Meatpackers could hire employees through an agricultural guest worker program for the first time under a visa program proposed by the U.S. House Judiciary Committee chairman on Friday.

Chairman Bob Goodlatte, who oversees the legal code, said he would examine the immigration system issue by issue “to ensure we get immigration reform right.” The Senate is working on a comprehensive reform bill that includes a separate path to citizenship for undocumented farm workers.

The agricultural guest worker program proposed by Goodlatte would be a replacement for the H-2A program, which critics say is slow and overly bureaucratic. The new program would allow up to 500,000 workers a year to enter the country for jobs with an initial span of three years. It does not offer a permanent legal status for illegal immigrants.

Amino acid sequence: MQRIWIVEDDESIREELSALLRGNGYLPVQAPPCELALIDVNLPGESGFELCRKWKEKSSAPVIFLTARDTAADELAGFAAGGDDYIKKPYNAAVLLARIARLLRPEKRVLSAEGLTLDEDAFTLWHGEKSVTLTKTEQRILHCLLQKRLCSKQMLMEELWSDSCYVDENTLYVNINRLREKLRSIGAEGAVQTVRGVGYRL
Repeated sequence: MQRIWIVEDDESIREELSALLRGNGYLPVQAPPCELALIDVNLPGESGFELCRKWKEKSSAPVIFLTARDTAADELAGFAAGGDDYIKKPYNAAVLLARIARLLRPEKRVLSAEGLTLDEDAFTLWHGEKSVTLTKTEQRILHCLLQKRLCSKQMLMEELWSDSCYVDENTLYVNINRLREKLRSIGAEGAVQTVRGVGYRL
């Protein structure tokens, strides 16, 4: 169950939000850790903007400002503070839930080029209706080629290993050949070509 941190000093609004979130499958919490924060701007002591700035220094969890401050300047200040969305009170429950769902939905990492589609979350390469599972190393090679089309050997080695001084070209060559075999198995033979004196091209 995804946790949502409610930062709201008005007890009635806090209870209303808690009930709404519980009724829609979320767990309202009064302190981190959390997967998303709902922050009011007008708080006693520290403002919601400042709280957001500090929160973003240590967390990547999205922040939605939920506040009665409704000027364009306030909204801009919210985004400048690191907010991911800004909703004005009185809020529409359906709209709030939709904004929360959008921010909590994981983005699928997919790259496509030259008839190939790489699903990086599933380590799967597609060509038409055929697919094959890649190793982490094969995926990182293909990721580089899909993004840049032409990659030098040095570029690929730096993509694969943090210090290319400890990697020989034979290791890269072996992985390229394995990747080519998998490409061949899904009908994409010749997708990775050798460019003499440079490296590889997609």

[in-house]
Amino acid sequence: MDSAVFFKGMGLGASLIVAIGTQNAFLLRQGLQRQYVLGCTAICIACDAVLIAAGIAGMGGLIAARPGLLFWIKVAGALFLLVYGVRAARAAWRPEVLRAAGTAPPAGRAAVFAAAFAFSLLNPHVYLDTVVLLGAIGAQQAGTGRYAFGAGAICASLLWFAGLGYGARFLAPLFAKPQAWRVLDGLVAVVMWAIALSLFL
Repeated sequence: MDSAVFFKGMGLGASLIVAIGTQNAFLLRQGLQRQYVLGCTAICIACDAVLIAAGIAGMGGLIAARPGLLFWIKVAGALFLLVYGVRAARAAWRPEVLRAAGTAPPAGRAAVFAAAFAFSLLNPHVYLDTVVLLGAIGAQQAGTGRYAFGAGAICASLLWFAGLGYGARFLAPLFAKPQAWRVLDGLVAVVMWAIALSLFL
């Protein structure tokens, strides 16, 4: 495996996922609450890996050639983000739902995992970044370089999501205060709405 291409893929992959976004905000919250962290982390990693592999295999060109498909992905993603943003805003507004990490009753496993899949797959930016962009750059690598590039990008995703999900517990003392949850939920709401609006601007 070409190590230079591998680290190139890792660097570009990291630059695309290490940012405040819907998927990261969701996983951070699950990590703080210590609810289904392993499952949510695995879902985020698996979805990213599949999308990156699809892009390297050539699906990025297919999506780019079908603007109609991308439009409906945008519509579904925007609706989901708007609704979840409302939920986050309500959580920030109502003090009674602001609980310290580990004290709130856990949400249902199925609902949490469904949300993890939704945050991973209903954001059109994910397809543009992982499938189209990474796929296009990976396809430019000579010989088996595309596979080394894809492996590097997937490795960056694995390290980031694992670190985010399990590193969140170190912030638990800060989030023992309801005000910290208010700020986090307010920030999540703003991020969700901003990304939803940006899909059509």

A Goodlatte aide said the question of “how to bring the estimated 11 million illegal immigrants out of the shadows” would be addressed separately.

The United Farm Workers union said Goodlatte’s plan would slash wages and benefits for workers and deny the opportunity of legal status.

In a statement, Goodlatte said his plan “is good for those seeking a better life for their families by providing opportunities to earn a living while temporarily working in agricultural jobs U.S. citizens are not willing to do.”